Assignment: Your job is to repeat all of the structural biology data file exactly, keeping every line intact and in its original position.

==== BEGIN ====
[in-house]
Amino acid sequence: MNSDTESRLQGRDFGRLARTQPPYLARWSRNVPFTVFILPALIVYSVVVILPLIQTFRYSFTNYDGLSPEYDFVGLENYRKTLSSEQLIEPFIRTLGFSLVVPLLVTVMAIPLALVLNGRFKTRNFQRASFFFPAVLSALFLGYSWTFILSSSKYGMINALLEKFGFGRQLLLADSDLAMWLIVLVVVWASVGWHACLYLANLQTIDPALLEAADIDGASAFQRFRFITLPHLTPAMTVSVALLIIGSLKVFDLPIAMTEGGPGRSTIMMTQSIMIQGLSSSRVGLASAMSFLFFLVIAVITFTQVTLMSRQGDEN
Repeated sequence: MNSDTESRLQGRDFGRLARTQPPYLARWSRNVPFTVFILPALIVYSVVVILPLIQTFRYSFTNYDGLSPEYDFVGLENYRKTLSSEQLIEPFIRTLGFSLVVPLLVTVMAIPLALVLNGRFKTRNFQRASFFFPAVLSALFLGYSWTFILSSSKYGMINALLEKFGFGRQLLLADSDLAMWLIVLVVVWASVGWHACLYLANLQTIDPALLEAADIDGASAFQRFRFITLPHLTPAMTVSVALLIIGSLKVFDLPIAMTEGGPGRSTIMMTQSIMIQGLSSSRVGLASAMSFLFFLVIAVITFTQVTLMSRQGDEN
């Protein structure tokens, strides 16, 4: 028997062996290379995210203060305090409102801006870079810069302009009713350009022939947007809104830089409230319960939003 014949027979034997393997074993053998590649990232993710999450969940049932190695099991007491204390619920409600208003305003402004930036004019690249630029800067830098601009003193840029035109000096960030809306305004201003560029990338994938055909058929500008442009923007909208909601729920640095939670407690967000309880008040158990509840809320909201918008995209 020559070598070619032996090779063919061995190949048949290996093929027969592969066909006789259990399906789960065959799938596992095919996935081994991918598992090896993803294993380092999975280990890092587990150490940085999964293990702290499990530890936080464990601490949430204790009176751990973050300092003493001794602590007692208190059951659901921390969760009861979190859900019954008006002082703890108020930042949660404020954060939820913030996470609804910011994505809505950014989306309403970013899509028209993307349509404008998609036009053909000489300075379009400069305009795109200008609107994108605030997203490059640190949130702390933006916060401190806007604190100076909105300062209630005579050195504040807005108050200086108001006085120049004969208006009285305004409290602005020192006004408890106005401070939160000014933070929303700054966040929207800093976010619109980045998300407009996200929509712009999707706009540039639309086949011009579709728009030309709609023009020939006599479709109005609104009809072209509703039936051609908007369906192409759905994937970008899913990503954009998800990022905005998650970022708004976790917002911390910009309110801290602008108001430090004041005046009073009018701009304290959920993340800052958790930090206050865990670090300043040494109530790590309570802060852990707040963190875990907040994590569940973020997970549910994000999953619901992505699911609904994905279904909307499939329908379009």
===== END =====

[in-house]
Amino acid sequence: MNSDTESRLQGRDFGRLARTQPPYLARWSRNVPFTVFILPALIVYSVVVILPLIQTFRYSFTNYDGLSPEYDFVGLENYRKTLSSEQLIEPFIRTLGFSLVVPLLVTVMAIPLALVLNGRFKTRNFQRASFFFPAVLSALFLGYSWTFILSSSKYGMINALLEKFGFGRQLLLADSDLAMWLIVLVVVWASVGWHACLYLANLQTIDPALLEAADIDGASAFQRFRFITLPHLTPAMTVSVALLIIGSLKVFDLPIAMTEGGPGRSTIMMTQSIMIQGLSSSRVGLASAMSFLFFLVIAVITFTQVTLMSRQGDEN
Repeated sequence: MNSDTESRLQGRDFGRLARTQPPYLARWSRNVPFTVFILPALIVYSVVVILPLIQTFRYSFTNYDGLSPEYDFVGLENYRKTLSSEQLIEPFIRTLGFSLVVPLLVTVMAIPLALVLNGRFKTRNFQRASFFFPAVLSALFLGYSWTFILSSSKYGMINALLEKFGFGRQLLLADSDLAMWLIVLVVVWASVGWHACLYLANLQTIDPALLEAADIDGASAFQRFRFITLPHLTPAMTVSVALLIIGSLKVFDLPIAMTEGGPGRSTIMMTQSIMIQGLSSSRVGLASAMSFLFFLVIAVITFTQVTLMSRQGDEN
């Protein structure tokens, strides 16, 4: 028997062996290379995210203060305090409102801006870079810069302009009713350009022939947007809104830089409230319960939003 014949027979034997393997074993053998590649990232993710999450969940049932190695099991007491204390619920409600208003305003402004930036004019690249630029800067830098601009003193840029035109000096960030809306305004201003560029990338994938055909058929500008442009923007909208909601729920640095939670407690967000309880008040158990509840809320909201918008995209 020559070598070619032996090779063919061995190949048949290996093929027969592969066909006789259990399906789960065959799938596992095919996935081994991918598992090896993803294993380092999975280990890092587990150490940085999964293990702290499990530890936080464990601490949430204790009176751990973050300092003493001794602590007692208190059951659901921390969760009861979190859900019954008006002082703890108020930042949660404020954060939820913030996470609804910011994505809505950014989306309403970013899509028209993307349509404008998609036009053909000489300075379009400069305009795109200008609107994108605030997203490059640190949130702390933006916060401190806007604190100076909105300062209630005579050195504040807005108050200086108001006085120049004969208006009285305004409290602005020192006004408890106005401070939160000014933070929303700054966040929207800093976010619109980045998300407009996200929509712009999707706009540039639309086949011009579709728009030309709609023009020939006599479709109005609104009809072209509703039936051609908007369906192409759905994937970008899913990503954009998800990022905005998650970022708004976790917002911390910009309110801290602008108001430090004041005046009073009018701009304290959920993340800052958790930090206050865990670090300043040494109530790590309570802060852990707040963190875990907040994590569940973020997970549910994000999953619901992505699911609904994905279904909307499939329908379009």